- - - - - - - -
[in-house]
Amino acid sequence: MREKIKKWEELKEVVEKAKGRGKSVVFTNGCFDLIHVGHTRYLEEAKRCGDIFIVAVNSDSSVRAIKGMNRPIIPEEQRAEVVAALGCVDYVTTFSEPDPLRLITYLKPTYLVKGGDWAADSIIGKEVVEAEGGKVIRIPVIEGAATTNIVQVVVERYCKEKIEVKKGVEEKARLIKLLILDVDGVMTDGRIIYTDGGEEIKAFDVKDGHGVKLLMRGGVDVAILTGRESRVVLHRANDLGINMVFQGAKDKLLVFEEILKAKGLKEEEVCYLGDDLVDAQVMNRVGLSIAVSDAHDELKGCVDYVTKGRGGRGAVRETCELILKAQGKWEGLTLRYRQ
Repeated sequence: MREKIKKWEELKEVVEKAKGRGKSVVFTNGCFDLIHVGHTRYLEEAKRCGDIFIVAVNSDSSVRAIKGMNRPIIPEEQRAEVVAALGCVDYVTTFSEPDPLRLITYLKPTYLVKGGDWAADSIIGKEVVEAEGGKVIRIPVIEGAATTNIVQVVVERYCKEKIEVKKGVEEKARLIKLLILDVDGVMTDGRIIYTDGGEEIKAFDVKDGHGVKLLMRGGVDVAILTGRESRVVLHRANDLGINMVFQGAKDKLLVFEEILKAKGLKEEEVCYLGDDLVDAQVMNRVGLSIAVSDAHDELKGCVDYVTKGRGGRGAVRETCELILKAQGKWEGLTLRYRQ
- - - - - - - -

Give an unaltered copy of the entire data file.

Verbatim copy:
[in-house]
Amino acid sequence: MREKIKKWEELKEVVEKAKGRGKSVVFTNGCFDLIHVGHTRYLEEAKRCGDIFIVAVNSDSSVRAIKGMNRPIIPEEQRAEVVAALGCVDYVTTFSEPDPLRLITYLKPTYLVKGGDWAADSIIGKEVVEAEGGKVIRIPVIEGAATTNIVQVVVERYCKEKIEVKKGVEEKARLIKLLILDVDGVMTDGRIIYTDGGEEIKAFDVKDGHGVKLLMRGGVDVAILTGRESRVVLHRANDLGINMVFQGAKDKLLVFEEILKAKGLKEEEVCYLGDDLVDAQVMNRVGLSIAVSDAHDELKGCVDYVTKGRGGRGAVRETCELILKAQGKWEGLTLRYRQ
Repeated sequence: MREKIKKWEELKEVVEKAKGRGKSVVFTNGCFDLIHVGHTRYLEEAKRCGDIFIVAVNSDSSVRAIKGMNRPIIPEEQRAEVVAALGCVDYVTTFSEPDPLRLITYLKPTYLVKGGDWAADSIIGKEVVEAEGGKVIRIPVIEGAATTNIVQVVVERYCKEKIEVKKGVEEKARLIKLLILDVDGVMTDGRIIYTDGGEEIKAFDVKDGHGVKLLMRGGVDVAILTGRESRVVLHRANDLGINMVFQGAKDKLLVFEEILKAKGLKEEEVCYLGDDLVDAQVMNRVGLSIAVSDAHDELKGCVDYVTKGRGGRGAVRETCELILKAQGKWEGLTLRYRQ